Knight also discussed a third type of uncertainty, which is very relevant to companies in today’s globalised, technology-driven world. This category concerns a future that is at once unknown, but even more so, not knowable – not knowable either objectively as in situations of “risk,” or subjectively as in situations of “uncertainty.” Not only do we have unknown distributions but are also faced with unknowable distributions. We are now operating in areas where we see “deep uncertainty.” Further, the challenge is that a company dealing with all three types of situations – risk, uncertainty and deep uncertainty – may have to create different strategies to address them.
This changes our very conception of strategy. No longer is it a “plan for a set of actions to be performed in the future.” Instead, we begin to see strategy as a plan to create a set of capabilities that we may use as the future unfolds into the present. Lord John Browne, the former Chief Executive Officer of British Petroleum, says, “All you can do is to give yourself the capacity to respond to the only certainty in life – which is uncertainty. The creation of that capability is the purpose of strategy.” How do we create that capacity to respond that Lord Browne is referring to, in companies? Frank Knight suggests an answer: “We must simply fall back upon a “capacity” in the intelligent animal to form more or less correct judgments about things, an intuitive sense of values.” [emphasis added]
Intelligences: The New Frontier
Adaptability and resilience are written into the human DNA – the history of human survival is replete with large and small instances of resourcefulness and agility. Intelligence is usually the driver of adaptability, and gains its value in times of uncertainty.
An intelligence-oriented perspective allows us to conceptualise an adaptable and agile organisation in new ways. First, it takes us away from the rootedness of a knowledge-based organisation, in which the knowledge that gave it value can itself become a trap in turbulent environments. Examples abound of technology companies that once were industry leaders because of their knowledge, but now do not exist because they could not adapt to new kinds of knowledge. Wang Laboratories, Digital Equipment Corporation and Prime Computers – all in the miniframe computer industry – illustrate this point. So, instead of the organisation being knowledge-based, we now think of it as being intelligence-driven – the kind of organisation that dynamically and appropriately uses and recombines resources (including bodies of knowledge), acquires new ones or even sometimes divests some resources to continuously generate competitive advantage in changing business contexts.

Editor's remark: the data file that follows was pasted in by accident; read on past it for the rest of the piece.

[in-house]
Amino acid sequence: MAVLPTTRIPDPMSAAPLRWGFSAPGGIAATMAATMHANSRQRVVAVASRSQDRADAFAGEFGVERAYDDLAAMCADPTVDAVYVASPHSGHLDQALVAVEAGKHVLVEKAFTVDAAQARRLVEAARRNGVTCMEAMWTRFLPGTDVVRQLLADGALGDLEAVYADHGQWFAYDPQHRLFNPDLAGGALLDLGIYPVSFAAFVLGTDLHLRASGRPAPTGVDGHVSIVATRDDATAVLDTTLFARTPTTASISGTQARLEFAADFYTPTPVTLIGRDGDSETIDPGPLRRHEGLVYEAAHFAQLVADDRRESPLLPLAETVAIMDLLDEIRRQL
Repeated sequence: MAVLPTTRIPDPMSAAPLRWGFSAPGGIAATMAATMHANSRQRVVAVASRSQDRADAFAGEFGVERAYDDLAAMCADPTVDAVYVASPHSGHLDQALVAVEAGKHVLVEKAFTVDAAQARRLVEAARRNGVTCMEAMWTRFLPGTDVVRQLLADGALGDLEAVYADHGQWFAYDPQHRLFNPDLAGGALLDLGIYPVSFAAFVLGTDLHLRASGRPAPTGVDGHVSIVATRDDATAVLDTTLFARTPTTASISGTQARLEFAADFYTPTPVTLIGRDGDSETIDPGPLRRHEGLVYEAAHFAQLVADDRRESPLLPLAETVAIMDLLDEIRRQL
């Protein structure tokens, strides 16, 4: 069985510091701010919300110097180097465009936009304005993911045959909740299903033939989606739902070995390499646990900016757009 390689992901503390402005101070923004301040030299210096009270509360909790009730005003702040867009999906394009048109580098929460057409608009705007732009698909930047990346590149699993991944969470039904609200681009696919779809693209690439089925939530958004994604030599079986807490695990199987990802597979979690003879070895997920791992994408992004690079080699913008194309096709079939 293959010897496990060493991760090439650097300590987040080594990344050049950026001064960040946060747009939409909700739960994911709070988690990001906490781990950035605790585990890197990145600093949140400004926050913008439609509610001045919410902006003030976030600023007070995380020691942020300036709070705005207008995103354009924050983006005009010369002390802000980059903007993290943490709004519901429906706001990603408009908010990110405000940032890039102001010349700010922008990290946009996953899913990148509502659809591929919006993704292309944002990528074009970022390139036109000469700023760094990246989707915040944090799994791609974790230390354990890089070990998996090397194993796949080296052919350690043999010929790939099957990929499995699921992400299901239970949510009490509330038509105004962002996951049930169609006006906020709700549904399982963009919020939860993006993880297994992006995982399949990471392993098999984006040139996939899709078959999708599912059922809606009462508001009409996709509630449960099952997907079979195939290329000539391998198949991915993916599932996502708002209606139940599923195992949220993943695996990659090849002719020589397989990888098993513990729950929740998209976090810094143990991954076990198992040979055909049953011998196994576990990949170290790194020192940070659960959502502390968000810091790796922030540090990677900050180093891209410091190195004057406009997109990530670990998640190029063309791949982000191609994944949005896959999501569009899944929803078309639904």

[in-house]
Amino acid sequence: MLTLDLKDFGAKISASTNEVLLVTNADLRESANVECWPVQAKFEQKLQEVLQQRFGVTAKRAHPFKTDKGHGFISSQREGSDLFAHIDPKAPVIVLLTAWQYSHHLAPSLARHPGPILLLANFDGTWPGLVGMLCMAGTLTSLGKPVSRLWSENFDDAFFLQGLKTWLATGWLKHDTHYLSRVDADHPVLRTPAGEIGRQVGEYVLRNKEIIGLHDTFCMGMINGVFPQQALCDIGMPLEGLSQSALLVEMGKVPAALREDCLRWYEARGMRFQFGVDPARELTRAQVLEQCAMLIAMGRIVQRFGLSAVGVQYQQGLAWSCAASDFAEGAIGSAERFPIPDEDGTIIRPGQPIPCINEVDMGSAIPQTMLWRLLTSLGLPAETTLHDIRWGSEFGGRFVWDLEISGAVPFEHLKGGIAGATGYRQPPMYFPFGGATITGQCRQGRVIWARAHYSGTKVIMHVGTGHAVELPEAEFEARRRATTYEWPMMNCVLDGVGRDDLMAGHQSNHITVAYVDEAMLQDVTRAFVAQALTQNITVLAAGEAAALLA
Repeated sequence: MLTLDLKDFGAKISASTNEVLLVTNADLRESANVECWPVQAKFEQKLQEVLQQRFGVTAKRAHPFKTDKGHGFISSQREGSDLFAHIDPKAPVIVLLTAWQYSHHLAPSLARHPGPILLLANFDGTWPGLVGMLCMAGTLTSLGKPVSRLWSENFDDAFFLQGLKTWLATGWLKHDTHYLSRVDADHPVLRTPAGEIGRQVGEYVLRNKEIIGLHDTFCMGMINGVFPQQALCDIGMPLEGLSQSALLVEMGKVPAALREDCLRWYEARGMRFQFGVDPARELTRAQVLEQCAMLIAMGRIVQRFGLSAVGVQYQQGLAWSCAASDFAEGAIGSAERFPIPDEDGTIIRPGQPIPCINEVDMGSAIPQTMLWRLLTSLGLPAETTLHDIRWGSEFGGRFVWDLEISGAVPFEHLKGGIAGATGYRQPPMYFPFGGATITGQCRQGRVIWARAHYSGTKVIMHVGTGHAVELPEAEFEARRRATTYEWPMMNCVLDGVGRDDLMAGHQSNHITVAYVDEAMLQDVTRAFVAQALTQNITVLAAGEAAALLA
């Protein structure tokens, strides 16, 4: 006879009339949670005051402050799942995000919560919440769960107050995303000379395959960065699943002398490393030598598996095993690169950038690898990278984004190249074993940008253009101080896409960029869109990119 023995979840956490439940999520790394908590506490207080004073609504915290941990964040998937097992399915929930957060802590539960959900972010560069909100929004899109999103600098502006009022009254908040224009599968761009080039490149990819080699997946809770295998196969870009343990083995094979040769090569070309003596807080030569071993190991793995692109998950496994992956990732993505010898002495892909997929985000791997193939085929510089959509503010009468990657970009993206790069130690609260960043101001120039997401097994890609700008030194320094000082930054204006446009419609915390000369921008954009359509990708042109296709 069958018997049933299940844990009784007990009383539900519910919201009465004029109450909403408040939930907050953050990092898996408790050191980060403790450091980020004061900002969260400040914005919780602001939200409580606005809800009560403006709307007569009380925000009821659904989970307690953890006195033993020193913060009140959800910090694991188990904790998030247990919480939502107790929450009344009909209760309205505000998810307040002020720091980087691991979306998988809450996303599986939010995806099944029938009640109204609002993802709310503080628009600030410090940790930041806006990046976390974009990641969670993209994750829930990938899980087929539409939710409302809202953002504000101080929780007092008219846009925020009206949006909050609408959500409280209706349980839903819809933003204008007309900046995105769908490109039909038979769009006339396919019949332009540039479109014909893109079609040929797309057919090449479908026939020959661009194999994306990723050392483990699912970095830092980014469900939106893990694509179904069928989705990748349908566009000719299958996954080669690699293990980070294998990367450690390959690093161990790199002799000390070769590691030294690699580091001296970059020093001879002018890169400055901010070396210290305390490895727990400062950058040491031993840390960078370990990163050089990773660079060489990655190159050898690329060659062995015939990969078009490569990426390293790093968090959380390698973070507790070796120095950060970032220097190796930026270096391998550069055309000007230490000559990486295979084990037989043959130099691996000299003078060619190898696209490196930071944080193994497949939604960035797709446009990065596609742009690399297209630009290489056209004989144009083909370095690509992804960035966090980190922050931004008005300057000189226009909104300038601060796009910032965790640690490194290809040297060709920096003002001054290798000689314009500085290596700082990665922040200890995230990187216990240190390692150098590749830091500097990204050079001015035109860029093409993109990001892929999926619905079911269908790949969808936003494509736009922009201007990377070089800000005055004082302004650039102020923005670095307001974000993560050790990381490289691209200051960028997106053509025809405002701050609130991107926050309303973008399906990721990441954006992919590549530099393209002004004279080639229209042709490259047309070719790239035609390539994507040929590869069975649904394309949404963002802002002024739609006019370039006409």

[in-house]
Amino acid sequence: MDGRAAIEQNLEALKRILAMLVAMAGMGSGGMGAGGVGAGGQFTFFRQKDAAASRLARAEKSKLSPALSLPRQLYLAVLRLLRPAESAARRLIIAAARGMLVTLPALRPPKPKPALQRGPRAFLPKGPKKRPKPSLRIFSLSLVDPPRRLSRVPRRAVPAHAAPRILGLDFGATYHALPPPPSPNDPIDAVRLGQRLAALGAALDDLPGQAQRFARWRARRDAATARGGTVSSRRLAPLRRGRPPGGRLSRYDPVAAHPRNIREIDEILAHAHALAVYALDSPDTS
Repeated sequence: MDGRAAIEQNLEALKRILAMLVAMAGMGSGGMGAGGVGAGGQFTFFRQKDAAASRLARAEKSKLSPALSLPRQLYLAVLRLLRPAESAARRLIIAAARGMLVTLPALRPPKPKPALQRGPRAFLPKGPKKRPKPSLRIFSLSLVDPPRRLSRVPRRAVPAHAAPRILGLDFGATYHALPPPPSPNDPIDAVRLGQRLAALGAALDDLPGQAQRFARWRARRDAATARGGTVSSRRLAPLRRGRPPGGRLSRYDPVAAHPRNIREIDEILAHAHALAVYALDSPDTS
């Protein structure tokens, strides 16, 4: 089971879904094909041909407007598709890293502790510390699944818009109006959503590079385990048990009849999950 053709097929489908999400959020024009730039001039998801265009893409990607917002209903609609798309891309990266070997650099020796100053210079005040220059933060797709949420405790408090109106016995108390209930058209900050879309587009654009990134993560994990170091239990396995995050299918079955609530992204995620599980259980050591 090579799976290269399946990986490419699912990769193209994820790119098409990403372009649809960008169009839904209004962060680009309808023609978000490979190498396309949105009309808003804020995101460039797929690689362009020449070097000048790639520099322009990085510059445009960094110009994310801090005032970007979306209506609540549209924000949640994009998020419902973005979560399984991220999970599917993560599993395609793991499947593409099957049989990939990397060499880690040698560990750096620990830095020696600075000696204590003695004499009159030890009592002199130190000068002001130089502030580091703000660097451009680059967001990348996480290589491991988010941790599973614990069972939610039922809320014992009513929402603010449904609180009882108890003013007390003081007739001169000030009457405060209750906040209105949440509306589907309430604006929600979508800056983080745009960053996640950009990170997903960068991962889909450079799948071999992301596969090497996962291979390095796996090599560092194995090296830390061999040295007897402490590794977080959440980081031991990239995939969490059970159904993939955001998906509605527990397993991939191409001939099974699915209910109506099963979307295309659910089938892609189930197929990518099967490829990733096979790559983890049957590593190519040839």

Second, an intelligence-oriented perspective brings the human to the centre of our idea of the firm and allows us to jointly consider leadership, innovation and strategy in one framework. Psychologists define intelligence as that quality that allows one to either adapt to an environment, shape it or find a new environment as appropriate to the context. Translated into strategy terms, this means that intelligence enables the company to either position itself in its industry (Porter’s competitive analysis), use its core-competence to reshape its environment (resource-based view), or find new areas where no competition exists (Blue Ocean strategy) in a manner that is context-sensitive.
Agility and Strategic Agility
It is a common conception that in order to excel in turbulent environments, a company needs to be agile. However, it is also becoming apparent that agility should not be one-dimensional. In fact, as Donald Sull, puts it, “In turbulent markets, however, overreliance on a single type of agility can be dangerous.” The Vivékin Agility Matrix (VAM) allows us to position companies along dimensions of both agility and context-sensitivity (see Figure 1).
- Dinosaurs are companies that are rich in resources but are not agile or context-sensitive. Thus, they continue to operate even when their resources and capabilities are irrelevant. Such companies are soon on the way to becoming extinct.
- Bears are companies that are rich in resources and capabilities but are not agile. However, they are context-sensitive and become aware that they cannot compete in the changed business climate. So they go into hibernation in the winter, to re-emerge when conditions suit their resources.
- Cheetahs are very agile but are context-insensitive – these are the companies that rely dangerously on a single agility. The agility can become a hindrance to the competitiveness of the firm.
- Humans are context-sensitive and agile. They recombine resources dynamically, invent new resources when they need them, pool resources with others when necessary – in short, they demonstrate multiple agilities that they use according to context.